Tactile Aids and Directional Microphones
It is clear that the utility of tactile aids degrades even more rapidly in the presence of noise than is the case for hearing aids. This is particularly apparent in the integration of visual and tactile cues as for example in speechreading. One reason may be is because many of the cues derived from tactile inputs are quite crude, depending more on temporal properties devoid of fine spectral features, than is true even for a defective auditory channel. One consequence is that short transient noises occurring in the background give rise to tactile stimuli that are indistinguishable from those derived from transient speech waveforms. While most existing tactile aids incorporate some form of noise suppression, the improvements obtained are modest at best, particularly as regards the transient noises which are the most deleterious. The long range goal is to evolve a recently developed highly directional microphone into a format suitable for use with tactile aids in order to improve their use under noisy conditions. At present, the microphone has as a major shortcoming excessive case noise. The goal of Phase I is to determine if the design can be replicated by using small hearing aid microphone elements to obtain a small case-noise resistant package that can be conveniently worn. If successful, the design would most likely be useful for cochlear implants and hearing aids as well.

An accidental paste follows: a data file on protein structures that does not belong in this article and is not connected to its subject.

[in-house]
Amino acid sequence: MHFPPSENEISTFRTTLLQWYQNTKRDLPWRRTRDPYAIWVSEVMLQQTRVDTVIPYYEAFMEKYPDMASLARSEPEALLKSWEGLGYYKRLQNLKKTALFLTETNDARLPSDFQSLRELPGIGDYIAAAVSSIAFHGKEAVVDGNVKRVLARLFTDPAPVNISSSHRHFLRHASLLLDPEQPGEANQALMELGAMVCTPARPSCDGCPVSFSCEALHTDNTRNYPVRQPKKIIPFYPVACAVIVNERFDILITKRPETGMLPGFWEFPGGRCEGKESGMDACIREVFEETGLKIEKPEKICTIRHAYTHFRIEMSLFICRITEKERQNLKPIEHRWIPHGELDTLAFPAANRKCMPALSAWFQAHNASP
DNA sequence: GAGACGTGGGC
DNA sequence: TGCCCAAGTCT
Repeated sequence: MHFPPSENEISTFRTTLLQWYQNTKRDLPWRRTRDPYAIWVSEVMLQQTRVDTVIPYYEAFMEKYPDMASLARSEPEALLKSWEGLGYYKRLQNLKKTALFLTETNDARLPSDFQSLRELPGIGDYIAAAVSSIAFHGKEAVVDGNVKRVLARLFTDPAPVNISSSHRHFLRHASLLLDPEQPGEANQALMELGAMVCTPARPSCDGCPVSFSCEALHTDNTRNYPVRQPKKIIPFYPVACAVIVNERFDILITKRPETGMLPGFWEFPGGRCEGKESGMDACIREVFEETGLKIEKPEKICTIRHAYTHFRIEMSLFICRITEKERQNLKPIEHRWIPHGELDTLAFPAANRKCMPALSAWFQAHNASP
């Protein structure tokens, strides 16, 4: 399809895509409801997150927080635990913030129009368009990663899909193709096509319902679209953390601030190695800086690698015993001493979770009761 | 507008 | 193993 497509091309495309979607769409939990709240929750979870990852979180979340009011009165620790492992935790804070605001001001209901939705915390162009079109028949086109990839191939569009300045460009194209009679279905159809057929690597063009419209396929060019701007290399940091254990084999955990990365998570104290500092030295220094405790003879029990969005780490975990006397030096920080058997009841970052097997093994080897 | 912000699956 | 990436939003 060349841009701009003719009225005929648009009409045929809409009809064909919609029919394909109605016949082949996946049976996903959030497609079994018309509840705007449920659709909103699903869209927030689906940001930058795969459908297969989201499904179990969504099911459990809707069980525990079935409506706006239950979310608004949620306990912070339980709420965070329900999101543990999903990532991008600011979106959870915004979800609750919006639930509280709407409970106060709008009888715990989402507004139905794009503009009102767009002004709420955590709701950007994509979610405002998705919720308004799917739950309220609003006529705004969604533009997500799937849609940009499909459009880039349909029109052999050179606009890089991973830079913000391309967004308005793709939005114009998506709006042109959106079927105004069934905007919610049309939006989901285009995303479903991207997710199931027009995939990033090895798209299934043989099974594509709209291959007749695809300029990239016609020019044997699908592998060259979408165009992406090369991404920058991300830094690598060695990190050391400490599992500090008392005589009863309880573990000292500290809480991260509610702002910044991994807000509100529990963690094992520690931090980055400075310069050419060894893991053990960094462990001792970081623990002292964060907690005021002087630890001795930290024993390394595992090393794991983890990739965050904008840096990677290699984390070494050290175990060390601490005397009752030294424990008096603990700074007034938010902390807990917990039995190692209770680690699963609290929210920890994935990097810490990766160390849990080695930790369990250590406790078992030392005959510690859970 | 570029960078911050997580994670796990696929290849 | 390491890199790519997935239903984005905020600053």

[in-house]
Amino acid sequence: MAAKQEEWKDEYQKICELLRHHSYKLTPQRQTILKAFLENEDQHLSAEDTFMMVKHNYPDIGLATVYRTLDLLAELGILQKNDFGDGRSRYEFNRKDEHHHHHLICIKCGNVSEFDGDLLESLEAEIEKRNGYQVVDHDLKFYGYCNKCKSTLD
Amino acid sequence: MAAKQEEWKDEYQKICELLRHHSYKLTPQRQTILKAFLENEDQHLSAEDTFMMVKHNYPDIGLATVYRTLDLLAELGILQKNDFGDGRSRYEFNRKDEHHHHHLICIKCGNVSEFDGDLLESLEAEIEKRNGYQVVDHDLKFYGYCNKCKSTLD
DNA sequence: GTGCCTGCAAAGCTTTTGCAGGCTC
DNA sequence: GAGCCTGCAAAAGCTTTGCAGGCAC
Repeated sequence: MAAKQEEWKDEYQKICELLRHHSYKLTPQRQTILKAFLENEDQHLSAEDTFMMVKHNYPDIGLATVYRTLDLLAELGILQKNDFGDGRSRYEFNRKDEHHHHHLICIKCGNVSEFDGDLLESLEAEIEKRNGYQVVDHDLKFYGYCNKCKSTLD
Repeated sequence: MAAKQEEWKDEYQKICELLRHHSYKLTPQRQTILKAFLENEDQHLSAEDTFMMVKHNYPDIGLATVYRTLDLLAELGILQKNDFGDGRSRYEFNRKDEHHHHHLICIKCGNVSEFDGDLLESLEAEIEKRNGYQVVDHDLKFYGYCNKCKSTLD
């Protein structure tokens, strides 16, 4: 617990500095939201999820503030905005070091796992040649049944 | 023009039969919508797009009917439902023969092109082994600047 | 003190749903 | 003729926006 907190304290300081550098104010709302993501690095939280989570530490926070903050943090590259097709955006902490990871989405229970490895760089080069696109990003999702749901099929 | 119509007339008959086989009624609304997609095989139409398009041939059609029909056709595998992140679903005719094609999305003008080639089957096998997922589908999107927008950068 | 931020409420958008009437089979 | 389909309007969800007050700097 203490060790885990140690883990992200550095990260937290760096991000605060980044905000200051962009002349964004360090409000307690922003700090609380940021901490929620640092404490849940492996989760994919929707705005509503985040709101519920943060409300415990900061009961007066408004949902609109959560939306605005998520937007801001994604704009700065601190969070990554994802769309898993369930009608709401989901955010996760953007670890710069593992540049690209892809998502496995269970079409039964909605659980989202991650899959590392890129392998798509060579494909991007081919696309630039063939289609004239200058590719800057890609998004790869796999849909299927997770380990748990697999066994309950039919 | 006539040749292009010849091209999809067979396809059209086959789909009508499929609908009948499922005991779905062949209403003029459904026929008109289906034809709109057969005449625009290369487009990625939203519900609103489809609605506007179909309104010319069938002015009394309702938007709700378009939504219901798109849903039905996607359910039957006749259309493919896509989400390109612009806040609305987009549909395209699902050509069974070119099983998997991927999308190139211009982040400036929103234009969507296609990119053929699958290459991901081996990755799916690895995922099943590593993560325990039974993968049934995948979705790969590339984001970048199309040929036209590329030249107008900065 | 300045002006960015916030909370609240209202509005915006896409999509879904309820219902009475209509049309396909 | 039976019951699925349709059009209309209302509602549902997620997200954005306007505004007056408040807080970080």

Small Business Information at Submission:
Principal Investigator:David Franklin
35 Medford Street Somerville, MA 02143
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